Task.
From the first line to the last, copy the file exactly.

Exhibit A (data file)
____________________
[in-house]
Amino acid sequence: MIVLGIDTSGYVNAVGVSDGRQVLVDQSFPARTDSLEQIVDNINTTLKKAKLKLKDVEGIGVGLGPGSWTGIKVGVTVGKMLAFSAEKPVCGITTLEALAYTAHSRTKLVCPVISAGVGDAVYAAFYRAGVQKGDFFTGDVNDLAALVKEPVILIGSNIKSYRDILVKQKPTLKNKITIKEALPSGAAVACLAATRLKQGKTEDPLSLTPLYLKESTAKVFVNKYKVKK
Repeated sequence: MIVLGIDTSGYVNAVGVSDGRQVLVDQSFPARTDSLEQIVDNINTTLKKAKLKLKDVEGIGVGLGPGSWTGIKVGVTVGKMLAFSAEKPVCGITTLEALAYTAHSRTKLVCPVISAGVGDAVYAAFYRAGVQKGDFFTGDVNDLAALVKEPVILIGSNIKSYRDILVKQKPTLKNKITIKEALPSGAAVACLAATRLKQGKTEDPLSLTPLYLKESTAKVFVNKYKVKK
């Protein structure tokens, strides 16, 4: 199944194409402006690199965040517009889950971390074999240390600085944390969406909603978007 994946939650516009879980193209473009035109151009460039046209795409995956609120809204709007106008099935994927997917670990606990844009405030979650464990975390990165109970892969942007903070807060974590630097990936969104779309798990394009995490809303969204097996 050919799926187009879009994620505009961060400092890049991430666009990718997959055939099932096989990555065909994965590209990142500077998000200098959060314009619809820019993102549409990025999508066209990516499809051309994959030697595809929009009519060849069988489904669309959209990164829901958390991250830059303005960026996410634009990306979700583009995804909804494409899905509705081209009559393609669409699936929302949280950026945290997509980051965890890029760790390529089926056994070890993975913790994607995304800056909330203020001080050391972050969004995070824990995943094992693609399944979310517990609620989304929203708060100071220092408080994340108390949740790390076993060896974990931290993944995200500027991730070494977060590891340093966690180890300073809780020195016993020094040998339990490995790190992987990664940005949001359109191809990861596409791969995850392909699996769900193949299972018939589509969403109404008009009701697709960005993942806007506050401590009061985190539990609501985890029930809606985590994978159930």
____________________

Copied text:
[in-house]
Amino acid sequence: MIVLGIDTSGYVNAVGVSDGRQVLVDQSFPARTDSLEQIVDNINTTLKKAKLKLKDVEGIGVGLGPGSWTGIKVGVTVGKMLAFSAEKPVCGITTLEALAYTAHSRTKLVCPVISAGVGDAVYAAFYRAGVQKGDFFTGDVNDLAALVKEPVILIGSNIKSYRDILVKQKPTLKNKITIKEALPSGAAVACLAATRLKQGKTEDPLSLTPLYLKESTAKVFVNKYKVKK
Repeated sequence: MIVLGIDTSGYVNAVGVSDGRQVLVDQSFPARTDSLEQIVDNINTTLKKAKLKLKDVEGIGVGLGPGSWTGIKVGVTVGKMLAFSAEKPVCGITTLEALAYTAHSRTKLVCPVISAGVGDAVYAAFYRAGVQKGDFFTGDVNDLAALVKEPVILIGSNIKSYRDILVKQKPTLKNKITIKEALPSGAAVACLAATRLKQGKTEDPLSLTPLYLKESTAKVFVNKYKVKK
């Protein structure tokens, strides 16, 4: 199944194409402006690199965040517009889950971390074999240390600085944390969406909603978007 994946939650516009879980193209473009035109151009460039046209795409995956609120809204709007106008099935994927997917670990606990844009405030979650464990975390990165109970892969942007903070807060974590630097990936969104779309798990394009995490809303969204097996 050919799926187009879009994620505009961060400092890049991430666009990718997959055939099932096989990555065909994965590209990142500077998000200098959060314009619809820019993102549409990025999508066209990516499809051309994959030697595809929009009519060849069988489904669309959209990164829901958390991250830059303005960026996410634009990306979700583009995804909804494409899905509705081209009559393609669409699936929302949280950026945290997509980051965890890029760790390529089926056994070890993975913790994607995304800056909330203020001080050391972050969004995070824990995943094992693609399944979310517990609620989304929203708060100071220092408080994340108390949740790390076993060896974990931290993944995200500027991730070494977060590891340093966690180890300073809780020195016993020094040998339990490995790190992987990664940005949001359109191809990861596409791969995850392909699996769900193949299972018939589509969403109404008009009701697709960005993942806007506050401590009061985190539990609501985890029930809606985590994978159930």